A job at the top of the list now is dead-heading daffodils. Once a flower has faded the next step for many is to produce a seed head and though this is what the plant wants, it is not what a gardener wants.
Allowing them to produce seed is detrimental to their future flowering.
Most varieties set quite a large green seed head and this is best removed, and at the same time, the foliage left untouched to die down naturally. In about four to six weeks it can be removed.
Once daffodils have flowered and faded is the time the bulbs build up for next year’s show and the goodness from the leaves, as well as the soil is where they get the nutrients. The foliage should neither be cut down nor tied in bunches but left untouched. Yes, it can be unsightly but this is best for the bulbs. Take a look around and anywhere the Council have daffodils planted in grass these areas are not cut until the leaves have withered.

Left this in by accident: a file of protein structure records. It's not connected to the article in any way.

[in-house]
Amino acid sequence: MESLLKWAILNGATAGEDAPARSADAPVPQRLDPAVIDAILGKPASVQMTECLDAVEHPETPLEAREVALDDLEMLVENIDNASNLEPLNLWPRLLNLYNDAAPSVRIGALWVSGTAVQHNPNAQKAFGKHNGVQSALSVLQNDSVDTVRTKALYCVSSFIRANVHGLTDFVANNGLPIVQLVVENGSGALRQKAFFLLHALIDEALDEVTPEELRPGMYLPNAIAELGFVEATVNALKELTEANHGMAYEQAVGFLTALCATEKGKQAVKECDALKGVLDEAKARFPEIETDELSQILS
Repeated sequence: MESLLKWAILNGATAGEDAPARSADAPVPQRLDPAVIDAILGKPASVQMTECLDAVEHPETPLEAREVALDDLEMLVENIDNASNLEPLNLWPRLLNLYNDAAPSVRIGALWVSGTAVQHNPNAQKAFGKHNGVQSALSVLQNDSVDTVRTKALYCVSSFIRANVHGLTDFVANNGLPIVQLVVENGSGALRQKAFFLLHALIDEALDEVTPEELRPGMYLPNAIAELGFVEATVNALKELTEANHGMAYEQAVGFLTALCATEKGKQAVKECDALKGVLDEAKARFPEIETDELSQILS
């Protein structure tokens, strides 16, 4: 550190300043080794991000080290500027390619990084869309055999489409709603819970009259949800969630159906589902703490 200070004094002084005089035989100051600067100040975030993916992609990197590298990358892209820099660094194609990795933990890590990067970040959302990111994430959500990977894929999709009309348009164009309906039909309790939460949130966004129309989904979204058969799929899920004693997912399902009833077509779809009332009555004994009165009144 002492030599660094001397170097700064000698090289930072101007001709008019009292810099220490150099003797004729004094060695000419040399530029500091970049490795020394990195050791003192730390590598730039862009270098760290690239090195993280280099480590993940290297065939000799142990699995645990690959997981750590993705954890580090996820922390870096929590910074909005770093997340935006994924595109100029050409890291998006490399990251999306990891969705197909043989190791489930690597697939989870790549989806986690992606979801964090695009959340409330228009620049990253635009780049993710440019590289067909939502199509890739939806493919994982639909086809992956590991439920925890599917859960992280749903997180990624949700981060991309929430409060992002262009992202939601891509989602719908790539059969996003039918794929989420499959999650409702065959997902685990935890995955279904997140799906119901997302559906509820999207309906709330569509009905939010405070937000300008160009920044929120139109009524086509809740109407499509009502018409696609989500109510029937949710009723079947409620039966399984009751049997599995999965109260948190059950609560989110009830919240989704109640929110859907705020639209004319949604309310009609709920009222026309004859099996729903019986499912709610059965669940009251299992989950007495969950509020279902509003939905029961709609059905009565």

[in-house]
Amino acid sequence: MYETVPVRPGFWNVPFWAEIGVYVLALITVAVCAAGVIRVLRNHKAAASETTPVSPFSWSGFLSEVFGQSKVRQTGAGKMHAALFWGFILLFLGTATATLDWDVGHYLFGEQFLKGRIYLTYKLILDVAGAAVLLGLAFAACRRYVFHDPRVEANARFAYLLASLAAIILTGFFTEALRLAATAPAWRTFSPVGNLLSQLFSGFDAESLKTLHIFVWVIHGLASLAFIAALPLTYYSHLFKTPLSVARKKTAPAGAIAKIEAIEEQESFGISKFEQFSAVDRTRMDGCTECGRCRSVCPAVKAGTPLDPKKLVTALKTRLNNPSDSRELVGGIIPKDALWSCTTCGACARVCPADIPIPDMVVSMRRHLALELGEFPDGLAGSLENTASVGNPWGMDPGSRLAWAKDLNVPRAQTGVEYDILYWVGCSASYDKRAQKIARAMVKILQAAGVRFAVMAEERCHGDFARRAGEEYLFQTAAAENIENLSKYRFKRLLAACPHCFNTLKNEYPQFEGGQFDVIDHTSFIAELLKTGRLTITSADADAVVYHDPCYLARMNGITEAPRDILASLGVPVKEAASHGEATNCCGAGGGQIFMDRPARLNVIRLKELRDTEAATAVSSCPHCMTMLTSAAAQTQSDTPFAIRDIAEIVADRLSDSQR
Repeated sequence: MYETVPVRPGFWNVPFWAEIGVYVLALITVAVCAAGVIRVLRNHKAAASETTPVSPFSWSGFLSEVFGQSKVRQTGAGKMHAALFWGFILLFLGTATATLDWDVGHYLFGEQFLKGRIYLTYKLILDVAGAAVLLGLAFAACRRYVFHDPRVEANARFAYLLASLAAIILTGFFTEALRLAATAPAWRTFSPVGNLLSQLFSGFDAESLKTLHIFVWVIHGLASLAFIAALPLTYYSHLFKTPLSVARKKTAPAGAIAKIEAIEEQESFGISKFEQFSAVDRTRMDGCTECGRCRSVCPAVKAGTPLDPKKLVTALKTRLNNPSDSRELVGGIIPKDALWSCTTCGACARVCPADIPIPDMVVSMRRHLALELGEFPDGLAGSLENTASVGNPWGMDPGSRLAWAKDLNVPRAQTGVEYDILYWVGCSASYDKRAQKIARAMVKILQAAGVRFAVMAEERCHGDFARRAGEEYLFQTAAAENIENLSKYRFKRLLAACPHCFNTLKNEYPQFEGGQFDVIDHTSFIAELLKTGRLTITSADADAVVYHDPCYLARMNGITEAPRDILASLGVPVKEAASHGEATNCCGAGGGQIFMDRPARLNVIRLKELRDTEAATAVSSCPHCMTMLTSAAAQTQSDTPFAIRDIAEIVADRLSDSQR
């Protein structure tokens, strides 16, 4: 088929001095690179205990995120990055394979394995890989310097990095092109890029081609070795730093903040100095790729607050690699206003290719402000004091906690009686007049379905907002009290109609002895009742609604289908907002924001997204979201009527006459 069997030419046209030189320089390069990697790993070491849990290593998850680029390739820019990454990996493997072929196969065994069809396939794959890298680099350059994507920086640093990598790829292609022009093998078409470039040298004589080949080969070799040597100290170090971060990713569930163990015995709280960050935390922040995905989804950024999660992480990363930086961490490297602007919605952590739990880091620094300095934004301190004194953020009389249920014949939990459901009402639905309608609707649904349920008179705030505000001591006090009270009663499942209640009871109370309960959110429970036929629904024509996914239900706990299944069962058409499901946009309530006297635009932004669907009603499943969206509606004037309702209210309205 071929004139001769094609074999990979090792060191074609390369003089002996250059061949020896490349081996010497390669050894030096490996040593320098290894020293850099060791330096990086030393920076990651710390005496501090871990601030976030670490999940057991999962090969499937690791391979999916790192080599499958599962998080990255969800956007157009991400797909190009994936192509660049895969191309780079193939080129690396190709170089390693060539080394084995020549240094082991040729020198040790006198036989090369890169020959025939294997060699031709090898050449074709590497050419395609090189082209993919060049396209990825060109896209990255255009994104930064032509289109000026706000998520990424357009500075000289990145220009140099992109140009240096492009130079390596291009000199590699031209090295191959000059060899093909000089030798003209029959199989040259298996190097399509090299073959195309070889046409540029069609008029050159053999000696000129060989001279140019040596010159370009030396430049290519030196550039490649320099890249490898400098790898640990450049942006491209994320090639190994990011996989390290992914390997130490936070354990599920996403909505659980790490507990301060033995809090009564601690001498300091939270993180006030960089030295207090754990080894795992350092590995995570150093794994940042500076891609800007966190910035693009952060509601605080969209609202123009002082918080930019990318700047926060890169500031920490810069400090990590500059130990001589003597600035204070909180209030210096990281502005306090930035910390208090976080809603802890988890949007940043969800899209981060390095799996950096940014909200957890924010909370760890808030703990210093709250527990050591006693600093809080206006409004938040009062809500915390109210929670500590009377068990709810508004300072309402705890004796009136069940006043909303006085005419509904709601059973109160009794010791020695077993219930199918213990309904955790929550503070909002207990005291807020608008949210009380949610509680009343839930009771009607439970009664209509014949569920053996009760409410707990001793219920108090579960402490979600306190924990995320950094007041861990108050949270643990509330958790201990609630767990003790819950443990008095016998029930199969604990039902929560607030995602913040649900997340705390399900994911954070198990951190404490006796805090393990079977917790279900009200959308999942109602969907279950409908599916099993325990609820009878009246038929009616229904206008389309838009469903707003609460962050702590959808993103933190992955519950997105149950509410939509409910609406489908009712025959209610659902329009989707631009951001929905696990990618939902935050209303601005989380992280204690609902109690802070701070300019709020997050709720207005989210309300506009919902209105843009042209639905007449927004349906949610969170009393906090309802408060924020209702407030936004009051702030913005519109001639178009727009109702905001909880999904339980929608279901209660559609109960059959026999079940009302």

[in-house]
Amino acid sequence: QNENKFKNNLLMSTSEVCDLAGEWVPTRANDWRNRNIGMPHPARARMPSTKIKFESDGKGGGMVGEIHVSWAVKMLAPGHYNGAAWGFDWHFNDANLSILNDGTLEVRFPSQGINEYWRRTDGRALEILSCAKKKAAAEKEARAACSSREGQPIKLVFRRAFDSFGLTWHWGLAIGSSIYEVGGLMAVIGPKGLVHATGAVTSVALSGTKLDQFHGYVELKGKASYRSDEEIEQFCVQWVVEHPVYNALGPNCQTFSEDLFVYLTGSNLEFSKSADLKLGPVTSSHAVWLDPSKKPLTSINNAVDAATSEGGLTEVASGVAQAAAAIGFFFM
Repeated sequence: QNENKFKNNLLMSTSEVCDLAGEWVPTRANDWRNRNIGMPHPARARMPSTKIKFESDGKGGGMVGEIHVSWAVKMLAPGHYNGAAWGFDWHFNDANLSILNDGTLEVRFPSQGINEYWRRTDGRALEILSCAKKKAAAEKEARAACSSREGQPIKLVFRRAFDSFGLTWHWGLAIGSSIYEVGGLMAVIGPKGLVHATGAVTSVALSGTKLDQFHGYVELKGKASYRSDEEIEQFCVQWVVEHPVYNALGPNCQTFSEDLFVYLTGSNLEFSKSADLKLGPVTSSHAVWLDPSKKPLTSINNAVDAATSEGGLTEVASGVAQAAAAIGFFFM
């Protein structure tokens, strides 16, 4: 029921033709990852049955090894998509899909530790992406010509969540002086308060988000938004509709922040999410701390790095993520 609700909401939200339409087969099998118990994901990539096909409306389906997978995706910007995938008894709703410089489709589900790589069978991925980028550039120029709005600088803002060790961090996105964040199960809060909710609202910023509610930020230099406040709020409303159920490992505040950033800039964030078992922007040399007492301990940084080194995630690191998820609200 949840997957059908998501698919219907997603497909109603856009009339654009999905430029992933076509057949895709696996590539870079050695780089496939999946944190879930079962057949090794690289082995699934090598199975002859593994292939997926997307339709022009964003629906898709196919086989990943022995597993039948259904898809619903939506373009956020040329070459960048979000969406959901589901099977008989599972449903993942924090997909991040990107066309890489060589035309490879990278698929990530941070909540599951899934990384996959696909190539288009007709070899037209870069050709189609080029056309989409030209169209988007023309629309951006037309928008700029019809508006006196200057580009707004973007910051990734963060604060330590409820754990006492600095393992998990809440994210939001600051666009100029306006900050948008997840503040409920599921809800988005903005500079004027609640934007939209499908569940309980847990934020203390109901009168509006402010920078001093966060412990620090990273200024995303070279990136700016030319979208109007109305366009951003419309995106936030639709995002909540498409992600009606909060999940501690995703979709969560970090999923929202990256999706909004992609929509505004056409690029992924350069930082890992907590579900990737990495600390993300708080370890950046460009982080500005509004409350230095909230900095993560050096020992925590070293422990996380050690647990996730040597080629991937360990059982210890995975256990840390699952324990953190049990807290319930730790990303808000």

The spring show of ‘a host of golden daffodils has prompted the question:’ Why are some of my clumps of daffodils devoid of flowers?
Clusters of bulbs can get overcrowded, restricting their proper development and so flowering is affected. Best that they are lifted, divided into smaller groups and replanted.
Lack of flowers can also be put down to a lack of nutrients in the soil. They may not be thought of as a flower to feed but daffodils, and all bulbs for that matter, will benefit from feeding, either granular worked into the soil or as a liquid given over several weeks while the foliage dies down.
Actually, daffodils did not last as long as in some years, this being due to the exceptional spell of high temperatures experienced last month.
Then the temperature plummeted in the final nights of April causing frost damage to the red new growth on pieris and spoilt camelia and magnolia flowers. There are two superb specimens of magnolia trees in the town, one in Weensland Road, the other in Drumlanrig Square. It would be interesting to know if readers know of any others.
With the less severe winter weather, tulips began blooming in mid-April -- these being more associated as May-flowering -- and they, too, suffered with the frost, their fleshy stems being doubled up that first morning.